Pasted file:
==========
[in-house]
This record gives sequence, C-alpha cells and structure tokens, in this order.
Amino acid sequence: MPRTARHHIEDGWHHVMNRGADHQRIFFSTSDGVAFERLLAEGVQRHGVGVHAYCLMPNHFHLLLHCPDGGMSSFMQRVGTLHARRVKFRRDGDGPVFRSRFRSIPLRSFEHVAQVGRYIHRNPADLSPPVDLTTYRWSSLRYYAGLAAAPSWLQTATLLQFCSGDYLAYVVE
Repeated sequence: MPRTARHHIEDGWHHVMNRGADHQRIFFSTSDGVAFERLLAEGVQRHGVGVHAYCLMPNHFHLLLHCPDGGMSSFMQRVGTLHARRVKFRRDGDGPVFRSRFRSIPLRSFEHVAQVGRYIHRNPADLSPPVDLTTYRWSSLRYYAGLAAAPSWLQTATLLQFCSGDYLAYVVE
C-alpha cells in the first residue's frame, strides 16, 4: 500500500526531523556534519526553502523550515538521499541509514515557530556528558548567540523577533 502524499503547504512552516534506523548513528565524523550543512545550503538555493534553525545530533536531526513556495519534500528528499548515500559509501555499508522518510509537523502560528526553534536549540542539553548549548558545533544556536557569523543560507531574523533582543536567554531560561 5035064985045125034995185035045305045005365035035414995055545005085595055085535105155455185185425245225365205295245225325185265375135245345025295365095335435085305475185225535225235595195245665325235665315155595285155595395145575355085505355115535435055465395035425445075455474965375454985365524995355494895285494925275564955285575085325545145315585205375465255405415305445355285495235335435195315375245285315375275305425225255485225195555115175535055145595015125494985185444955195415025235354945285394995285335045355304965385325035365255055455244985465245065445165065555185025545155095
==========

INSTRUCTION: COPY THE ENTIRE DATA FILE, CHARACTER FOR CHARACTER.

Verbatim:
[in-house]
This record gives sequence, C-alpha cells and structure tokens, in this order.
Amino acid sequence: MPRTARHHIEDGWHHVMNRGADHQRIFFSTSDGVAFERLLAEGVQRHGVGVHAYCLMPNHFHLLLHCPDGGMSSFMQRVGTLHARRVKFRRDGDGPVFRSRFRSIPLRSFEHVAQVGRYIHRNPADLSPPVDLTTYRWSSLRYYAGLAAAPSWLQTATLLQFCSGDYLAYVVE
Repeated sequence: MPRTARHHIEDGWHHVMNRGADHQRIFFSTSDGVAFERLLAEGVQRHGVGVHAYCLMPNHFHLLLHCPDGGMSSFMQRVGTLHARRVKFRRDGDGPVFRSRFRSIPLRSFEHVAQVGRYIHRNPADLSPPVDLTTYRWSSLRYYAGLAAAPSWLQTATLLQFCSGDYLAYVVE
C-alpha cells in the first residue's frame, strides 16, 4: 500500500526531523556534519526553502523550515538521499541509514515557530556528558548567540523577533 502524499503547504512552516534506523548513528565524523550543512545550503538555493534553525545530533536531526513556495519534500528528499548515500559509501555499508522518510509537523502560528526553534536549540542539553548549548558545533544556536557569523543560507531574523533582543536567554531560561 5035064985045125034995185035045305045005365035035414995055545005085595055085535105155455185185425245225365205295245225325185265375135245345025295365095335435085305475185225535225235595195245665325235665315155595285155595395145575355085505355115535435055465395035425445075455474965375454985365524995355494895285494925275564955285575085325545145315585205375465255405415305445355285495235335435195315375245285315375275305425225255485225195555115175535055145595015125494985185444955195415025235354945285394995285335045355304965385325035365255055455244985465245065445165065555185025545155095